MS Specialist Jessup MD

MS affects the brain and the central nervous system (CNS), and the CNS pretty much controls everything we say, do, feel, see, and think. With MS, the immune system goes haywire and begins attacking the healthy insulating tissue (myelin) that protects the axons in the brain.

Brandon James Chandos, MD
(410) 368-3020
Columbia, MD
Specialties
Neurology
Gender
Male
Education
Medical School: Tx Tech Univ Hlth Sci Ctr Sch Of Med, Lubbock Tx 79430
Graduation Year: 1992

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Dr.Richard Babkes
(410) 730-6911
8815 Centre Park Drive #220
Columbia, MD
Gender
M
Education
Medical School: Univ De La Republica, Fac De Med, Montevideo
Year of Graduation: 1974
Speciality
Neurologist
General Information
Hospital: Howard County General Hospital, Columbia, Md
Accepting New Patients: Yes
RateMD Rating
3.6, out of 5 based on 4, reviews.

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Richard R Babkes
(410) 730-6911
8815 Centre Park Dr
Columbia, MD
Specialty
Neurology

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Richard Babkes, MD
(410) 964-5303
2 Knoll North Dr
Columbia, MD
Specialties
Neurology
Gender
Male
Education
Medical School: Univ De La Republica, Fac De Med, Montevideo, Uruguay
Graduation Year: 1974
Hospital
Hospital: Howard County General Hospital, Columbia, Md; Johns Hopkins Hospital, Baltimore, Md
Group Practice: Patuxent Medical Group

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R Joan Oshinsky, MD
(301) 802-1190
Laurel, MD
Specialties
Neurology
Gender
Female
Education
Medical School: U Of Tx Med Sch At Houston, Houston Tx 77225
Graduation Year: 1988

Data Provided by:
Michael Andrew Rogawski, MD
(301) 496-8013
Columbia, MD
Specialties
Neurology
Gender
Male
Education
Medical School: Yale Univ Sch Of Med, New Haven Ct 06510
Graduation Year: 1980

Data Provided by:
Emily Ursula Wilczura, MD
Columbia, MD
Specialties
Neurology
Gender
Female
Education
Medical School: Hahnemann Univ Sch Of Med, Philadelphia Pa 19102
Graduation Year: 1979

Data Provided by:
Eva Katharina Ritzl, MD
Columbia, MD
Specialties
Neurology
Gender
Female
Education
Medical School: Univ Zu Koln, Med Fak, Koln, Germany (407-22 Pr 1/71)
Graduation Year: 1993

Data Provided by:
Laurie Jo Laven, MD
Laurel, MD
Specialties
Neurology
Gender
Female
Education
Medical School: Univ Of Il Coll Of Med, Chicago Il 60680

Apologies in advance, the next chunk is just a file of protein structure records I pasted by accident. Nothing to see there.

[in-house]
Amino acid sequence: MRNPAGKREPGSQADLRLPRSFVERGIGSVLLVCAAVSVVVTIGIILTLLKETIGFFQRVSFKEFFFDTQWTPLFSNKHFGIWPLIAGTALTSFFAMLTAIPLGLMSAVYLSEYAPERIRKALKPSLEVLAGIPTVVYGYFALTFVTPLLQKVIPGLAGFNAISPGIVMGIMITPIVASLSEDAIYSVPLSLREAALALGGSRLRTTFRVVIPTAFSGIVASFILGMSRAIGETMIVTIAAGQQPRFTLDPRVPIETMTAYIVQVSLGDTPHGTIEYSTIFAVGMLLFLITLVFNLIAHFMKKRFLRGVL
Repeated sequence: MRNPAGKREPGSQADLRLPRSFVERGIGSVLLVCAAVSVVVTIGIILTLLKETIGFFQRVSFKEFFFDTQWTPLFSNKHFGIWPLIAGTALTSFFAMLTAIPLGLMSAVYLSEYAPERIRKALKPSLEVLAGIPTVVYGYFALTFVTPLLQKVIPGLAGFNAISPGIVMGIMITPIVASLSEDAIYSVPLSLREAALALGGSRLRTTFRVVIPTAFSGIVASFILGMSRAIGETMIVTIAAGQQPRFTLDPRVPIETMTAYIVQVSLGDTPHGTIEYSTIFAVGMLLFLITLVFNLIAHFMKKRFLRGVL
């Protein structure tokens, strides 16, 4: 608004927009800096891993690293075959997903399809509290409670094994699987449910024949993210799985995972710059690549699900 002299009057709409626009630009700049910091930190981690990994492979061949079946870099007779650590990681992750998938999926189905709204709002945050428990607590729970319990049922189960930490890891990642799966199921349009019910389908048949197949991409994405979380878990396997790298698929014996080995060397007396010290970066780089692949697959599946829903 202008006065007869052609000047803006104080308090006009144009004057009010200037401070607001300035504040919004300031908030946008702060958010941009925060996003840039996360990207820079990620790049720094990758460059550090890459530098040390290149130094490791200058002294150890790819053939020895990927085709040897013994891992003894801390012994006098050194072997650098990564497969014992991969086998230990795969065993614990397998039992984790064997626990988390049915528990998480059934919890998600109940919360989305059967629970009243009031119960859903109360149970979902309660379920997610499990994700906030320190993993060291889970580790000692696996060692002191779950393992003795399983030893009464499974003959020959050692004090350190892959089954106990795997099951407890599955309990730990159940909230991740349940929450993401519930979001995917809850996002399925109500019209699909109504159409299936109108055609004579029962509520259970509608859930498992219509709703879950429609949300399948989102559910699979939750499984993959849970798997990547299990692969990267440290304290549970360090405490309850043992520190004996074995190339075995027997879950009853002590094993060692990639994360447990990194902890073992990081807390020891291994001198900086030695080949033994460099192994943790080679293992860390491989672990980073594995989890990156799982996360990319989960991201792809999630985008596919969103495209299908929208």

Graduation Year: 1979

Data Provided by:
Stephen Elliot Grill
(443) 755-0030
8180 Lark Brown Rd
Elkridge, MD
Specialty
Neurology

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Inside MS

Provided by: 

By Michelle Theall

Ask 10 different people with multiple sclerosis (MS) what the disease feels like and you will likely get 10 different answers. It’s a bit like the story of the blind man and the elephant. When the man feels the elephant’s trunk, he believes he has touched a snake. He holds the tusk and envisions a pointy marble spire. As he places his hands on the elephant’s foot, he describes a giant tree trunk. In a way, MS is like that elephant. Those touched by it never know how it will feel, even though each rough patch is part of the same animal. Depending on where the attack occurs and how severe the scarring, this progressive autoimmune disease may manifest as numbness, paralysis, memory and cognitive function problems, blindness, bowel and bladder issues, fatigue, muscle spasms, painful sensations, and a host of other unpleasant symptoms.

I have MS, and it often feels like I’m sprinting underwater with someone sitting on my shoulders—off-balance, impenetrable, and weighty. At other times, it presents itself as relentless vibrations coursing through my feet, hands, arms, and face. After three years with this disease, I’m still not sure how it will announce itself on a given day, but its presence is undeniable.

Getting to Know the Elephant
How can MS vary so much within and between individuals? MS affects the brain and the central nervous system (CNS), and the CNS pretty much controls everything we say, do, feel, see, and think. With MS, the immune system goes haywire and begins attacking the healthy insulating tissue (myelin) that protects the axons in the brain. In my case, the misdirected siege caused nine or so plaques (scarred spots) in various areas of my brain. Since different sections of the brain handle different functions, any activity can be affected, depending on where the scars hit. It’s as if MS were a bolt of lightening striking the circuit breaker box in your home—some of the wires might get fried, others remain untouched. The fridge still works, but the surge erased last night’s episode of Desperate Housewives from your TiVo. When MS strikes it might cause balance or coordination problems one day; another day it may affect your memory or your vision; a month later, you may temporarily (or permanently) lose the use of your legs.

Almost 500,000 people nationwide have MS. In fact, a new person is diagnosed every hour. No one really knows what causes it, but theories abound. Some researchers suggest that a common virus like measles or herpes or even the flu may be responsible; others say a person can be born with a genetic predisposition to react to something in the environment, which will trigger an autoimmune response.

In searching for a cause and a cure, researchers look for common denominators among patient groups—and more than a few exist. This is what they know: MS strikes twice as many women as men; it prefers Caucasians between the ages of 20 and 40; it is more prevalent in geographic areas above 40 degr...

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